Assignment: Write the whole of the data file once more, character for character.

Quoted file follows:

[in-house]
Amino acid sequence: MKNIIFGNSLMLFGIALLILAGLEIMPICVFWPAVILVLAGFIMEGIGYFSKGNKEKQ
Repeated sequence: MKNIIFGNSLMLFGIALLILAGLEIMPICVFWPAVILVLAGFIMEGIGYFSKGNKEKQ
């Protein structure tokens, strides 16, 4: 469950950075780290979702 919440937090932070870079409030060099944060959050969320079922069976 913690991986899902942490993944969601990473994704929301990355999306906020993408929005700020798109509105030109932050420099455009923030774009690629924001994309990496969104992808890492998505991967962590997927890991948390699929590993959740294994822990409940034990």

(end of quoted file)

[in-house]
Amino acid sequence: MKNIIFGNSLMLFGIALLILAGLEIMPICVFWPAVILVLAGFIMEGIGYFSKGNKEKQ
Repeated sequence: MKNIIFGNSLMLFGIALLILAGLEIMPICVFWPAVILVLAGFIMEGIGYFSKGNKEKQ
């Protein structure tokens, strides 16, 4: 469950950075780290979702 919440937090932070870079409030060099944060959050969320079922069976 913690991986899902942490993944969601990473994704929301990355999306906020993408929005700020798109509105030109932050420099455009923030774009690629924001994309990496969104992808890492998505991967962590997927890991948390699929590993959740294994822990409940034990």